Dr. Frances Kelsey was a Canadian-American pharmacologist who worked as a reviewer for the U.S. Food and Drug Administration (FDA) after an impressive career as a faculty member at the University of Chicago and University of South Dakota.
At the FDA, Dr. Kelsey was a member of a very small team whose responsibility it was to review drug applications from pharmaceutical companies, placing a much needed emphasis on evidence-based data. During this time, Dr. Kelsey repeatedly blocked the application for a drug called thalidomide, which was already widely used in Europe. Drawing on her past research of finding evidence of certain drugs that crossed the placental barrier, she was not convinced that thalidomide was safe for pregnant women, especially with the data (or lack of) that was being presented. Despite growing pressure to ram the drug application through (drug company’s bottom line $ of course being their most important worry), Dr. Kelsey and her team stuck to their guns and refused to let a drug with possible serious side-effects into the U.S. market. In the 1960s, births of many deformed infants in Europe started to be linked to thalidomide, and it became widely known that Dr. Kelsey prevented a disastrous medical crisis in the U.S.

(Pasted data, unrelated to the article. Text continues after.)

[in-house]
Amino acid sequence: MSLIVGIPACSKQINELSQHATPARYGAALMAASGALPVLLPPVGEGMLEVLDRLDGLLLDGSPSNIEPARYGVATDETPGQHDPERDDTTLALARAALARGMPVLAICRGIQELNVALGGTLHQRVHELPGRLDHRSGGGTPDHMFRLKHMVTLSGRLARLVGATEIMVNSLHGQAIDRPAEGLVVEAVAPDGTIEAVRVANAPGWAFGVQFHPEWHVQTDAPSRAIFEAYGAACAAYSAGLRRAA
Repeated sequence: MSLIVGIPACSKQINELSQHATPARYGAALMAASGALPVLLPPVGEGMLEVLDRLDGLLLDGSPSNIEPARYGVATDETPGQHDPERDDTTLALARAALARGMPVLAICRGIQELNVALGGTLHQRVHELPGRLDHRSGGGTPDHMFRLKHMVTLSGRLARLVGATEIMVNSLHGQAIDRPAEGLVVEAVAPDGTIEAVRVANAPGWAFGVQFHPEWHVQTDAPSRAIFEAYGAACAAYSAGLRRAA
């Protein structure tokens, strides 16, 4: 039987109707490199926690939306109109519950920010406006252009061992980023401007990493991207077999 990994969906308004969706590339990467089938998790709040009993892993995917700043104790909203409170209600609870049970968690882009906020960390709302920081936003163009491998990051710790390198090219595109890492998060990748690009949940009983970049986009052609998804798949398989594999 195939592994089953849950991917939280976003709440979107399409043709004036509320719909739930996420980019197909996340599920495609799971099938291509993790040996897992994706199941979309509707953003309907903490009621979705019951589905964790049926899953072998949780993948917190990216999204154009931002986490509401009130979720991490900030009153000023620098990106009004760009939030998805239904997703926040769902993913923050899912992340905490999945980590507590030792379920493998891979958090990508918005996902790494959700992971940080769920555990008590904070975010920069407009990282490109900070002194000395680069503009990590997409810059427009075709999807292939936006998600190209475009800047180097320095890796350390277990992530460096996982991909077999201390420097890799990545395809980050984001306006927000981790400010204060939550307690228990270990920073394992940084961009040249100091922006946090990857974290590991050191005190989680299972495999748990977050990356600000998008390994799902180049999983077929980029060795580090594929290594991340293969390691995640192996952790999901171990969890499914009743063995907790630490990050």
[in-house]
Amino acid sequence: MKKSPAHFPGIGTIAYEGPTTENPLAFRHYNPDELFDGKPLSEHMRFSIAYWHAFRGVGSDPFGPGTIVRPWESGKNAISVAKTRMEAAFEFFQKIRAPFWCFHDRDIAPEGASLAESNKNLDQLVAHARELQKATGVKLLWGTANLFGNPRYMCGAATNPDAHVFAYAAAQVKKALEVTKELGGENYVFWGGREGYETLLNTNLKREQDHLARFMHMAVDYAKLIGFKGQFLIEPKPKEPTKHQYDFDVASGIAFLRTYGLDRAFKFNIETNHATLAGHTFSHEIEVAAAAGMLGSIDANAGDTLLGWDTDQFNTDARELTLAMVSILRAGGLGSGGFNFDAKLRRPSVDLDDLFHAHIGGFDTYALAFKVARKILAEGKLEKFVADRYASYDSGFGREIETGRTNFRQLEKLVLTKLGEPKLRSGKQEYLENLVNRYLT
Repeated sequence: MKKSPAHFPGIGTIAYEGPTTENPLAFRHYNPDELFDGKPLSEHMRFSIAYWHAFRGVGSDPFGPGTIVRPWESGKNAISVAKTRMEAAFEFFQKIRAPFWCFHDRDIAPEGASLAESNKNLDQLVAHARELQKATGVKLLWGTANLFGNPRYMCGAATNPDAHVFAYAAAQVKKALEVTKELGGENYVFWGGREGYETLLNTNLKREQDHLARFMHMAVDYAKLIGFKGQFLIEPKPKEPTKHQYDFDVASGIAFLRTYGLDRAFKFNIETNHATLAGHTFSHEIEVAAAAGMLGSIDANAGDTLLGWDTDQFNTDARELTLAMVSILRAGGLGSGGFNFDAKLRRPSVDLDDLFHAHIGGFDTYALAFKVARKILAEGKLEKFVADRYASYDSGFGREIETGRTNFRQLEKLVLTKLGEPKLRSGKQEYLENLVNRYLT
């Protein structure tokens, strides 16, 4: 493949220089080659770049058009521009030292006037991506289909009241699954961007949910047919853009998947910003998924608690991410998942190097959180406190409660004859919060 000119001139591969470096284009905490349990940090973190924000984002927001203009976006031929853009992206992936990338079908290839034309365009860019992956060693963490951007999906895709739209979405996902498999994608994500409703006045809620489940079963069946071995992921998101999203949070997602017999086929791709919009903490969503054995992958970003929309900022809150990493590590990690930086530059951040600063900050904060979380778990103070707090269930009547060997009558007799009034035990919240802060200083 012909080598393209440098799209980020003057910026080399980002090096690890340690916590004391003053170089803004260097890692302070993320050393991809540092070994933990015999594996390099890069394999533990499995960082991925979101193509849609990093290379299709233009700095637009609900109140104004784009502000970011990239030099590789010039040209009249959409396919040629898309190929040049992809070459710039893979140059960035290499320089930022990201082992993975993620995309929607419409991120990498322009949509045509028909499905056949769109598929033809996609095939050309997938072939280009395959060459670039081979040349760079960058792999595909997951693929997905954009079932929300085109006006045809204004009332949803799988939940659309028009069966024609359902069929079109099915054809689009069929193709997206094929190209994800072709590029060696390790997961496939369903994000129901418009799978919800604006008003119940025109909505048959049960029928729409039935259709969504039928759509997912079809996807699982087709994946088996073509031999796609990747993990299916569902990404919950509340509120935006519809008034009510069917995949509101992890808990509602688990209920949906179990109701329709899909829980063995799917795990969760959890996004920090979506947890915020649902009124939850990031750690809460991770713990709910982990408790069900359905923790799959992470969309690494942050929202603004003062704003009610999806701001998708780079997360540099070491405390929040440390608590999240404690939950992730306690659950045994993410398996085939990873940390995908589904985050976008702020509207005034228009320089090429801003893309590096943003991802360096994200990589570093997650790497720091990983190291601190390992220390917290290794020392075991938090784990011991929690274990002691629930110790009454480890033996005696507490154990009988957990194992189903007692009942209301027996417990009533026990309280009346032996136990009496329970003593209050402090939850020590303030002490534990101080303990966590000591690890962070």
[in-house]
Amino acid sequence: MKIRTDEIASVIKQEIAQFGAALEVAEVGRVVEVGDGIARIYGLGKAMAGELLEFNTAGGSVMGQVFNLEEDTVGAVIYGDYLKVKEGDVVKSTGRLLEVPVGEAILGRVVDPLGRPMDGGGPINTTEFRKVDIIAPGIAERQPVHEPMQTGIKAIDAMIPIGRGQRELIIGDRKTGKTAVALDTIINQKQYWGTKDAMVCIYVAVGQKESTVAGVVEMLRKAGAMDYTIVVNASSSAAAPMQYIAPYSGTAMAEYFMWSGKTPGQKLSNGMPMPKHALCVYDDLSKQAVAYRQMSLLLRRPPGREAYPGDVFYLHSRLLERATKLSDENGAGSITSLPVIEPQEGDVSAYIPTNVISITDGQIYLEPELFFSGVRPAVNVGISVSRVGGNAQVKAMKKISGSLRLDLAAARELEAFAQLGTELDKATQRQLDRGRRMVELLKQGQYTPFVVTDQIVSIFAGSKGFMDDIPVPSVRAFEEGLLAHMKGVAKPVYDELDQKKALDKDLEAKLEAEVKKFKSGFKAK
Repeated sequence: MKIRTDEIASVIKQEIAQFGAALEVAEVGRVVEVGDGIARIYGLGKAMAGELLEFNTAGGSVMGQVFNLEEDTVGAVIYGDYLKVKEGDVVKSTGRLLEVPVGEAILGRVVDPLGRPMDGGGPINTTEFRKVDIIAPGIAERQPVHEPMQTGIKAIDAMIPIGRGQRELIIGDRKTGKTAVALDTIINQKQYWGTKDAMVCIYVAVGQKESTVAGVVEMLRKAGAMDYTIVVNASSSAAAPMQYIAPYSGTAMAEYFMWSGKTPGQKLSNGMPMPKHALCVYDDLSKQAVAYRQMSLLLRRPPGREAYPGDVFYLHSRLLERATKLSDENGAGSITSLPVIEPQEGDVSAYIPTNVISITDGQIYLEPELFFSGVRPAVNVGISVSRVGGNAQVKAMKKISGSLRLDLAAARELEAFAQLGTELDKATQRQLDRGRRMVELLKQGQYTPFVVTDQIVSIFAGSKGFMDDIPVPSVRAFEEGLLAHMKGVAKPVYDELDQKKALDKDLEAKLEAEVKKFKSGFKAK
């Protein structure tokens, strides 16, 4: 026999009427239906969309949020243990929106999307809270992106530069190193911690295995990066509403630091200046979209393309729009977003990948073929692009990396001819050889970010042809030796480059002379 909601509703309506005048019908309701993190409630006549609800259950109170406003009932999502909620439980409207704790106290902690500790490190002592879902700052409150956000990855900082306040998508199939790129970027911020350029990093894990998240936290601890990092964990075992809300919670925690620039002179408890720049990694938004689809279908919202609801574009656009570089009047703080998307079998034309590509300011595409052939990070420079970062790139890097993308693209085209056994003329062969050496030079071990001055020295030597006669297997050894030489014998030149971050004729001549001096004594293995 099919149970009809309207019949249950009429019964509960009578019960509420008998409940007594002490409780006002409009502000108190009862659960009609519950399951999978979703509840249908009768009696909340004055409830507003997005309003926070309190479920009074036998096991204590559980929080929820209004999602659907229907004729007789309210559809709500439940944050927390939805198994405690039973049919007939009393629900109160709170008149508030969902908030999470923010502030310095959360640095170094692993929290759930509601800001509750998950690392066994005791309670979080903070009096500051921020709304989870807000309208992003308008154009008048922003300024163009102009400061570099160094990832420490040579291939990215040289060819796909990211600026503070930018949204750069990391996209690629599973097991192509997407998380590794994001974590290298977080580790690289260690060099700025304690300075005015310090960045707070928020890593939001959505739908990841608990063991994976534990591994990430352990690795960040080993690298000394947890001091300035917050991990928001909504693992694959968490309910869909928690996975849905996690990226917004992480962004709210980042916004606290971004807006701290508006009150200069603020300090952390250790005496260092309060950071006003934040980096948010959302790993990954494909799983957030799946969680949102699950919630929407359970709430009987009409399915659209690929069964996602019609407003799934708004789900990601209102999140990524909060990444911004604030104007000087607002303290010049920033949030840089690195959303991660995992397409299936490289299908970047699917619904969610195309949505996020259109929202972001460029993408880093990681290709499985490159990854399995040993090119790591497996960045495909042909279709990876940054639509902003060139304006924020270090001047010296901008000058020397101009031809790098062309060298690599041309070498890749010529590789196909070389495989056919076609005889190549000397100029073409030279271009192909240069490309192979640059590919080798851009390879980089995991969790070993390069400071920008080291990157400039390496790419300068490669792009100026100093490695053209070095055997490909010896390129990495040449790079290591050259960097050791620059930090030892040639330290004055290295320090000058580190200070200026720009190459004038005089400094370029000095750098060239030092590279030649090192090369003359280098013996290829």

In 1962, she became the second woman to be presented the President’s Award for Distinguished Federal Civilian Service by President John F. Kennedy. Dr. Kelsey retired from the FDA in 2005 after 45 years of service.
Thank you to Sarah (a current #WCW in STEM) for sharing the below video and putting Dr. Kelsey on my radar!
Girl Scout and future leader of America Julianne Speyer: